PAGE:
Bets or Ballots?

Are Massachusetts residents turning against the prospect of casino gambling in the commonwealth?

That depends on whom you ask. Polling numbers present a complicated picture: In a February Suffolk University poll of likely voters, respondents said they approved of casinos in Massachusetts by the slimmest of majorities: 51 percent. Another 37 percent said they disapproved, while 12 percent were undecided. In March, a WBUR/MassInc poll showed more respondents approved of casinos than not, but by a closer margin: 46 to 43 percent, a spread that fell within the poll’s margin of error. The numbers shifted again in figures released in mid-April by Western New England University’s Polling Institute, which showed healthier support for casinos, with 59 percent in favor and only 34 percent opposed.

Ask casino opponents, though, and they’ll tell you that the tide is definitely turning. They point to the overall polling trend showing that casino support is shrinking, as well as the rejection of casino proposals in several communities, including Palmer and West Springfield. They also note the small but growing group of political figures who oppose casinos: Democratic Attorney General candidate Maura Healey recently called for the casino law to be overturned, a position she shares with gubernatorial candidates Don Berwick, a Democrat, and Jeff McCormick, an Independent. Casino opponents were further heartened earlier this month when former Boston Mayor Tom Menino, during an interview on that city’s CBS affiliate, called the casino-selection process a “political quagmire” and a “mess” and predicted that if the question goes before voters, it will lose.

Ultimately, of course, that’s the surest way to tell if Massachusetts residents want casinos: to put the question before them on the ballot. Next week, the highest court in the commonwealth will hear arguments in a case that will determine whether voters will have the opportunity.


Last August, a group of anti-casino activists submitted an initiative petition to the Attorney General’s Office seeking a question on the November 2014 ballot asking voters to overturn the 2011 law that legalized casinos in the state. The following month, Attorney General (and 2014 gubernatorial candidate) Martha Coakley ruled that the proposed initiative was unconstitutional and therefore could not go on the ballot.

In her ruling, Coakley wrote that the proposed question would amount to an illegal “taking” of private property and would “impair the implied contracts” between the Mass. Gaming Commission, the body in charge of awarding casino licenses, and the companies applying for those licenses.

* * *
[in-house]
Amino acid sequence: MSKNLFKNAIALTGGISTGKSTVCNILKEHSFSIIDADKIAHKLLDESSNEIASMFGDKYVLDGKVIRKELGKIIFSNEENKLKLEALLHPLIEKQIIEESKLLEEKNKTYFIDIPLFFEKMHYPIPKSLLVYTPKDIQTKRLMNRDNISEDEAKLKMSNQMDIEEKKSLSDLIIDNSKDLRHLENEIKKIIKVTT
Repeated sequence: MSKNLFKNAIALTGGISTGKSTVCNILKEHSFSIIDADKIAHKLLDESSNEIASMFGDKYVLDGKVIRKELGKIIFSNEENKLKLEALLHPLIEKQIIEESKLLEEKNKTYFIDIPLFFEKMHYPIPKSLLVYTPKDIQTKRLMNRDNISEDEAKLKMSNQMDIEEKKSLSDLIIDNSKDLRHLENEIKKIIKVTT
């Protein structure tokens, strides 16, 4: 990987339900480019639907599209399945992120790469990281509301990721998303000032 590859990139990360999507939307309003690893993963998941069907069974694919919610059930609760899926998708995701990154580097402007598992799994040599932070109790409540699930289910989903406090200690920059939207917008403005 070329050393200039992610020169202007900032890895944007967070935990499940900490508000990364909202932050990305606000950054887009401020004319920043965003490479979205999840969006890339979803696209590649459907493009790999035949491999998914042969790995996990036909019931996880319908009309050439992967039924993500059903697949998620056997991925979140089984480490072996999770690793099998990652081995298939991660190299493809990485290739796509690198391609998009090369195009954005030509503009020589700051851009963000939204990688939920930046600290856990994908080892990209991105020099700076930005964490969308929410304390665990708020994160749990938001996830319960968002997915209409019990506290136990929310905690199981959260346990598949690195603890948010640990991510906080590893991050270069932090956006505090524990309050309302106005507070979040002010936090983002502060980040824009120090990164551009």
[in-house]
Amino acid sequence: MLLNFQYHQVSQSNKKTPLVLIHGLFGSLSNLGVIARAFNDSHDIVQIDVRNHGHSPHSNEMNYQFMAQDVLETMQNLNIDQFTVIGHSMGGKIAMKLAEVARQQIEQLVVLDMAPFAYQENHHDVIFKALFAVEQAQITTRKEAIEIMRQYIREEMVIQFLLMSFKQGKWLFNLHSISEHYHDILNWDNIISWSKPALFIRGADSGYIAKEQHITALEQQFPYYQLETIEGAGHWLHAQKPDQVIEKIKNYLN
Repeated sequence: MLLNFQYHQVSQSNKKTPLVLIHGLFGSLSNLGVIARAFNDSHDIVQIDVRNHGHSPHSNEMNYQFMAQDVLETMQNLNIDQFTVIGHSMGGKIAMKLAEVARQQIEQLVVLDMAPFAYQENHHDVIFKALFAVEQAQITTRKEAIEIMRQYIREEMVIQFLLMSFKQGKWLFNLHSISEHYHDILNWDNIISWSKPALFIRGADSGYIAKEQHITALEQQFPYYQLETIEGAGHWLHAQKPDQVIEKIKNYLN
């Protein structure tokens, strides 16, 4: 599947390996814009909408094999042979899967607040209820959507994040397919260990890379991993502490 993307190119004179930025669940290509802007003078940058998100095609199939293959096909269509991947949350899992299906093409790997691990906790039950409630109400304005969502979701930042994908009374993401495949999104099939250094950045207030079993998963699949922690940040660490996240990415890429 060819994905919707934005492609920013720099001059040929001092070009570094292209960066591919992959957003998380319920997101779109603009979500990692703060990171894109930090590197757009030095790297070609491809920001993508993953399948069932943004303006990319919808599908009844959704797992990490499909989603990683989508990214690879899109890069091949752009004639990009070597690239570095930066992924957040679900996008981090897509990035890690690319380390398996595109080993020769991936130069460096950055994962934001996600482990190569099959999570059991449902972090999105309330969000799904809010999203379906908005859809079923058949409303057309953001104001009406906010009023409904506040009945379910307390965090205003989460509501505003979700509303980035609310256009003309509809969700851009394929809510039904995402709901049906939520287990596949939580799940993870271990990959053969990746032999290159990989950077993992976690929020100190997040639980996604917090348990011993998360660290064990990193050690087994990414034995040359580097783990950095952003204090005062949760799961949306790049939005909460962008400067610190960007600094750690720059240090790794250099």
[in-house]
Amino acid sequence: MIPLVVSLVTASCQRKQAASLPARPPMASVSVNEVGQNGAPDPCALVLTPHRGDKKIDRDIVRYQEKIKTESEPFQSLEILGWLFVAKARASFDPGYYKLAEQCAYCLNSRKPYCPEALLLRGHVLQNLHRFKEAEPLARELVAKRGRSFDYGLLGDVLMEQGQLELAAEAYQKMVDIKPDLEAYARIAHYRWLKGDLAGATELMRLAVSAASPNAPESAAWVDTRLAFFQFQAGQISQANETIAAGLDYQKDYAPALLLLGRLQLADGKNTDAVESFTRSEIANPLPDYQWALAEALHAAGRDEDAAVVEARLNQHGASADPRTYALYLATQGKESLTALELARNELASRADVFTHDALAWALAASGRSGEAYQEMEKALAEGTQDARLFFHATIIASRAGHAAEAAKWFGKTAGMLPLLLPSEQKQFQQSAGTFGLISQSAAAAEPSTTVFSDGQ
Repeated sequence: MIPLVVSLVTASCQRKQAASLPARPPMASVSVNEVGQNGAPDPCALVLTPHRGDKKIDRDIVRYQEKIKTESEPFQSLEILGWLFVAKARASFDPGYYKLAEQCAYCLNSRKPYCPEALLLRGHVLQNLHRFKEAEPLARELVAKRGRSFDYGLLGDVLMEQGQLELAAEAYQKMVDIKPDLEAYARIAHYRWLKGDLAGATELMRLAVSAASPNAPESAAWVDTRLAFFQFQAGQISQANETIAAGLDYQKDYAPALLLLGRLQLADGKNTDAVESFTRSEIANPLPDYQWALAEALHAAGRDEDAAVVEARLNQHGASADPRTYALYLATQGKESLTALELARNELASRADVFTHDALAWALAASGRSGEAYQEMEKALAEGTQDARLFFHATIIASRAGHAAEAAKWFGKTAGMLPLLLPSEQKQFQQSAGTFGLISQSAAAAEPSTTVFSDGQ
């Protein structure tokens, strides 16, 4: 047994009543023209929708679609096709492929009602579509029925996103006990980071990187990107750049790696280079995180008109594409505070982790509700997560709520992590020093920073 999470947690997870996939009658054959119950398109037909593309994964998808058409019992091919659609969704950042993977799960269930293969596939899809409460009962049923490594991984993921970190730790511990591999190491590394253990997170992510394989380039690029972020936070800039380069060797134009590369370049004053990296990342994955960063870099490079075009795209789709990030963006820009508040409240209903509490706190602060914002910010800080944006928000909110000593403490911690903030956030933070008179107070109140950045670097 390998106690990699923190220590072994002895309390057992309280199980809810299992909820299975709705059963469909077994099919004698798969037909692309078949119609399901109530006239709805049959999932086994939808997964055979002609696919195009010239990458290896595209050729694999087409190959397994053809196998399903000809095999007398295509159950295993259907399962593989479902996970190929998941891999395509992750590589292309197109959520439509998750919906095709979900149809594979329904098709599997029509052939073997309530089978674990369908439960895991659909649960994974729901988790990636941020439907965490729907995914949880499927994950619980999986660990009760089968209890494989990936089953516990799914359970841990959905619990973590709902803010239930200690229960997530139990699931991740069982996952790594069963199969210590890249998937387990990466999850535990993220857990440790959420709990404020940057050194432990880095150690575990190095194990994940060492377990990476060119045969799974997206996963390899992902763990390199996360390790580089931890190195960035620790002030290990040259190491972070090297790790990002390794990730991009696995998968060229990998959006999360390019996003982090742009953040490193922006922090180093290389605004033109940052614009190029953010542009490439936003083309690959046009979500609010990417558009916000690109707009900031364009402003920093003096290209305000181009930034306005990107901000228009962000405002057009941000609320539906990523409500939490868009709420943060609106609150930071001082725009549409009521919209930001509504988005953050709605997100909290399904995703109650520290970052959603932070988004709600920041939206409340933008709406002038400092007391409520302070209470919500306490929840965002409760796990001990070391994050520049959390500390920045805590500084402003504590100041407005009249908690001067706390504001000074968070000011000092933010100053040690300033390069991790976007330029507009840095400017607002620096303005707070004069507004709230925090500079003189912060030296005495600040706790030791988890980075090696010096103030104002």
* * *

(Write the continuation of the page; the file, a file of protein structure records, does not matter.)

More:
“Contract rights are considered property and may not be ‘taken’ by an initiative petition,” Coakley ruled. The proposed question, she wrote, would do just that, “without any provision for paying compensation.”

Casino opponents, organized under the name Repeal the Casino Deal, appealed Coakley’s decision, and an agreement was reached that allowed the group to continue with the next phase of the initiative process—collecting the signatures of 68,911 registered voters by Dec. 4, a task they accomplished—while waiting for the matter to be decided by the courts. On May 5, the Mass. Supreme Judicial Court will hear oral arguments on Repeal the Casino Deal’s case to allow the question on the November ballot.


The casino opponents are represented by two Boston attorneys, H. Reed Witherby and Thomas O. Bean. In a brief filed with the SJC in March, the lawyers disputed Coakley’s assertion that an “implied contract” exists between the MGC and casino applicants, instead arguing that the casino law passed by the Legislature expressed no “explicit intent to create a contract between the MGC and Applicants.”

In addition, the attorneys said, any implied contract would be invalid because it would unlawfully prevent the state’s ability to regulate the casino industry. “For more than a century, this Court and the U.S. Supreme Court have held that state legislatures lack the authority to contract away the State’s right to exercise its police and regulatory powers. As the power of the people to enact laws through the initiative process is co-extensive with that of the Legislature, and the regulation of gambling is at the core of the State’s police and regulatory powers, any implied contract that purported to prevent the people from exercising such powers is, as this Court put it in an Opinion of the Justices, ‘invalid,’” the brief reads.